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OBJECTIVES

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  • 1) Differentiate the pathophysiology of common developmental disorders

  • 2) Distinguish the diagnostic criteria of common developmental disorders

  • 3) Compare the treatment needs of children with common developmental disorders from those discussed for children with cerebral palsy

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INTRODUCTION

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The term “developmental disorder” or “developmental disability” refers to any injury or disease that occurs prior to the age of 18 and disrupts the acquisition of typical developmental milestones, including motor, cognitive, language, and psychosocial skills.1 Thus, this term includes a vast number of disorders; however, in this chapter, we are going to focus on those disorders commonly seen by physical therapists. We have separated out the two most common developmental disorders in their own chapters – cerebral palsy and myelomeningocele; however, it should be remembered that these are also developmental disorders.

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As the time of onset (birth–18 years) indicates, developmental disabilities can occur throughout childhood and adolescence. However, many are present at birth (congenital), occurring prenatally (prior to birth) or perinatally (during or close to the time of birth). Others occur postnatally, often the result of trauma or disease processes that impact the nervous system (e.g., meningitis). In this chapter, we will focus on those that are congenital; it should be noted that many congenital disorders are not diagnosed until much later in the developmental period. Causes of congenital disorders may be known (genetic – chromosomal anomaly or inherited, birth trauma, environmental exposure) or unknown (e.g., developmental coordination disorder), yet their presentations may be quite similar or highly unique. This chapter will focus on the common and unique elements of these disorders.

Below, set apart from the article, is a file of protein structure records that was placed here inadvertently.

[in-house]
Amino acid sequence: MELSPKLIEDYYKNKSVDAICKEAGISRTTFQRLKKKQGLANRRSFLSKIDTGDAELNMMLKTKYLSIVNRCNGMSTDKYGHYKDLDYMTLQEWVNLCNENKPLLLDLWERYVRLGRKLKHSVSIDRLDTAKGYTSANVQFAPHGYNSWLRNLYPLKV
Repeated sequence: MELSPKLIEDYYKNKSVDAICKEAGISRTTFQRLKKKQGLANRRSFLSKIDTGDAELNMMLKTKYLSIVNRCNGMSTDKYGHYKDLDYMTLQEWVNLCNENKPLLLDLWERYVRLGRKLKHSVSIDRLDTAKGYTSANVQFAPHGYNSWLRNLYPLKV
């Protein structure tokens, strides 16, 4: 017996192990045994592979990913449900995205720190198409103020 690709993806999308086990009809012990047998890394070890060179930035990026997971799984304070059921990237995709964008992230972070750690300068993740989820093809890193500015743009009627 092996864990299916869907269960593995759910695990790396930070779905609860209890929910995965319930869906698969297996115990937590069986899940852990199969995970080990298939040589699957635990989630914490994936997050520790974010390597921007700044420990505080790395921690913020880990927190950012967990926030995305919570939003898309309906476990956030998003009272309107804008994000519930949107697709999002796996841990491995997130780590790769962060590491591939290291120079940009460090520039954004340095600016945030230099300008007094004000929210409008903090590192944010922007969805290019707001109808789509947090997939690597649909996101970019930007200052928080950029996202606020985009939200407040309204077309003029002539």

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CASE A, PART I

Pauli Sabat is a 40-month-old little girl of Latino heritage, whose parents immigrated to the United States from Argentina a year before her birth, initially on student visas but now on work visas; both are college educated – Dr. Sabat as a PhD in physics and Mrs. Sabat as a computer scientist. They have scheduled an appointment at a diagnostic clinic for children with developmental disorders. They report that Pauli is not keeping up with the other kids at daycare; she doesn’t run, doesn’t catch or throw a ball like her peers, continues to walk up and down stairs with a two-step/stair pattern, while holding the railing, and tends to be easily distracted, rushing from one toy to another without spending more than 30 seconds with any one of them. She also has limited verbal language skills, mostly repeating syllables of words that she hears but not really initiating speech; she does say mama and papa appropriately but infrequently. Although she is being raised in a bilingual home, her parents report that her speech development is much slower than her two older siblings. However, she does seem to understand what is said to her, following directions like “come here” but inconsistently, both in English and Spanish. She feeds herself but prefers ...

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